German Naval Radar

Updated 17 October 1999
8. Destroyers and Torpedoboats

The radar equipment of German destroyers followed a standard pattern, and only at the end of the war do we find some individual layouts. The first standard equipment was the FuMO 21 (Zerstörerdrehsäule) with a 2m x 4m mattress installed above a special radar-office between foremast and bridge. In earlier types, with their short bridges, the frame could not be trained over its full arc but all German destroyers were in any case limited to this bearing angle by the mast. From the summer of 1943 the improved FuMO 25, with 2m x 6m mattress, was introduced, and was first fitted in the older boats.

To fully train the frame a distinctive 'goal post' (Tormast) mast was developed, the later type having sufficient space around their radar office for this structure. From the summer of 1944 some boats were fitted with a FuMO 63 Hohentwiel-K in place of the after searchlight platform, and a FuMB 6 Palau on a yardarm of the foremast. The passive equipment consisted of four fixed Sumatra dipoles situated either around the forward searchlight sponson, or at the level of the tripod junction.
Postwar photographs show the usual variety of small passive antennas - the omni-directional round-dipole of FuMB 3 Bali, the conical IFF antenna of FuME 2 Wespe-G and the diagonal 9cm dipoles of the FuMB Tunis forward of a small cheese-type reflector. The location of these antennas varies, but as they were small and light they were usually fitted high on the foremast.

A most interesting system was developed for the type 1944 destroyer Z52. It consisted of an AA director, similar to US Navy types, fitted with the 1.5m parabolic dish antenna of a FuMO 231 Euklid. In next stage of development, it was planned to switch down the set to 3cm wavelength to become the Euklid-Z.


Picture 9.1
Z1934A class
With FuMO 21 on the bridge and four fixed Sumatra antennas on the foremast on Z 5, 1941 - autumn 1943


Picture 9.2
Z1934A class "Z 5 (Paul Jacobi)"

After searchlight platform removed and replaced by radar office and antenna for FuMO 63 Hohentwiel-K, mid 1944 - May 1945
The distinctive goalpost mast (inset transverse view)  for the FuMO 24/25 antenna at the rear of the bridge. At the foremast head is the conical antenna for FuME Wespe-G and on the spur below that round dipole of the Bali set, autumn 1943 - May 1945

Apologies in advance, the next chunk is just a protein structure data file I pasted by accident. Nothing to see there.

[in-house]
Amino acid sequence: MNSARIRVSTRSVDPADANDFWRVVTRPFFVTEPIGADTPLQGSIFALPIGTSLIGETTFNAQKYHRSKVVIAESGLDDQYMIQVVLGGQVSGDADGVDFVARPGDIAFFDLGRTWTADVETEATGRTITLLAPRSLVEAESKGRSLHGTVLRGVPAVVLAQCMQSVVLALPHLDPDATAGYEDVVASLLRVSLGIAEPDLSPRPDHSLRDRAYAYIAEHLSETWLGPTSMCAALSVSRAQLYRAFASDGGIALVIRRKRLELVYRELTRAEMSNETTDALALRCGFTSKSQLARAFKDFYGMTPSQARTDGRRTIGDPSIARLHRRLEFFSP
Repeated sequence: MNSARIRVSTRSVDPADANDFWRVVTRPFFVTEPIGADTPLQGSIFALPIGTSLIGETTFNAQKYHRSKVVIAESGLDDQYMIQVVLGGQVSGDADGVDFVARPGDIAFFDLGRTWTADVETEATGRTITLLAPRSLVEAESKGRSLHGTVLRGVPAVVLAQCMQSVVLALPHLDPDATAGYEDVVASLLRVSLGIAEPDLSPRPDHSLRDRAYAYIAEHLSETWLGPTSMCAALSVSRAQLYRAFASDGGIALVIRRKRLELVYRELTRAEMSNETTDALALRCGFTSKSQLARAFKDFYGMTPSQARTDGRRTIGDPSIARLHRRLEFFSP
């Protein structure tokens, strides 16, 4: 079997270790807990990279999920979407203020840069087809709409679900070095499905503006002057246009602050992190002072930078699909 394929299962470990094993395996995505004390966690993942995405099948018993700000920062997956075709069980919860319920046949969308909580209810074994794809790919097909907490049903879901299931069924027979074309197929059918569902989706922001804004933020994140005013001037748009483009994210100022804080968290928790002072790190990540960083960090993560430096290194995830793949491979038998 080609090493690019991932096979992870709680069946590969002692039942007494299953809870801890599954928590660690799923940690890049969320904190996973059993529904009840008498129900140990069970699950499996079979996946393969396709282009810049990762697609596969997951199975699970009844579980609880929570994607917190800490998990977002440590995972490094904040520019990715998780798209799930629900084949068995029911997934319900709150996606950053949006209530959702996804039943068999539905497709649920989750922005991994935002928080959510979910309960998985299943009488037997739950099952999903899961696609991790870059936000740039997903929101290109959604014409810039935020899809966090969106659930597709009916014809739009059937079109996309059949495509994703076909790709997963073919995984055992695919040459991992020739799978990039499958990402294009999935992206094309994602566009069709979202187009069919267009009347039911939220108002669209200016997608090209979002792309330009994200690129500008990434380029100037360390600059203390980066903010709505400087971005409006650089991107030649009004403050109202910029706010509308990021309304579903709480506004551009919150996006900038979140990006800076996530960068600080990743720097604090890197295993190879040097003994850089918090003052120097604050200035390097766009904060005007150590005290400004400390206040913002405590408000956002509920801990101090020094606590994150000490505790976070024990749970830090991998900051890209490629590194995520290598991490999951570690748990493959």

Picture 9.3
Z1936A class

FuMO 24/25 radar on the bridge of Z25 with office moved sufficiently to allow full rotation of antenna. The FuMO 24/25 was replaced by a FuMO 21, with smaller 2m x 4m mattress antenna, in the same position 1944. The antenna on the foremast spur is a FuMB 6 Palau and that on the masthead is a FuMB 3 Bali.

Picture 9.4
Z1936A (Mob) class 

The drawing shows the basic FuMO 21 onboard of  Z38 which was carried until the end of the war and the four fixed Sumatra antennas fitted around the foremast searchlight platform and on the after edges of the mast struts.  Note the differences from the 1963A type: curved forward funnel cap, height of the tripod struts and square forward edge to bridge wing.
Picture 9.5
1944 Type Destroyer, Z52 
The uncompleted Z 52 would have had an impressive radar outfit. The gunnery radar FuMO 231 Euklid was to be combined with the 3D stabilized bridge director, carrying a 1.5m diameter parabolic dish antenna. The twin 128mm DP gun turrets would have been the first genuine radar controlled armament in a German warship. Other radar equipment is uncertain, the larger antenna having dimensions of 2m x 4m although FuMO 21 was by this time obsolete; the antenna on the foremast was either for a FuMO 63 Hohentwiel-K or a FuMB 6 Palau.


Originally the smaller types of German torpedo-boats had no radar equipment. As the FuMO 21 Zerstörerdrehsäule was too heavy for them, some of the 1935 type boats and the 1937 type boats received a FuMO 28 with fixed mattress; two fixed 2.3m x 3.8m antenna being installed on the tripod foremast (Picture 9.8). 
The radar scanned by lobe-switching, but it was obviously an inferior system because, when the FuMO 63 Hohentwiel-K became available at the beginning of 1944, the surviving boats were fitted with two of these sets - one on the foremast and one on the mainmast. The same modification was made in the few surviving boats of the old 1923 and 1924 types. The passive equipment matched the contemporary standard in destroyers.

The larger boats of 1939 type received a FuMO 21, but limited arc of training. Two forms of outrigger were employed to support the 2m x 4m mattress antennas of this set. Although his class of ships numbered no less than 15 boats, which served throughout the war, there are surprisingly few photographs of them. One shows that at least one boat had her after searchlights replaced by a FuMO 63 Hohentwiel-K as in some destroyers
Picture 9.6
1939 Type Torpedo-Boats
T22 - T36 with FuMO 21 antenna on a foremast spur, four fixed Sumatra dipoles under crow's nest and a FuMB 3 Bali antenna on the masthead

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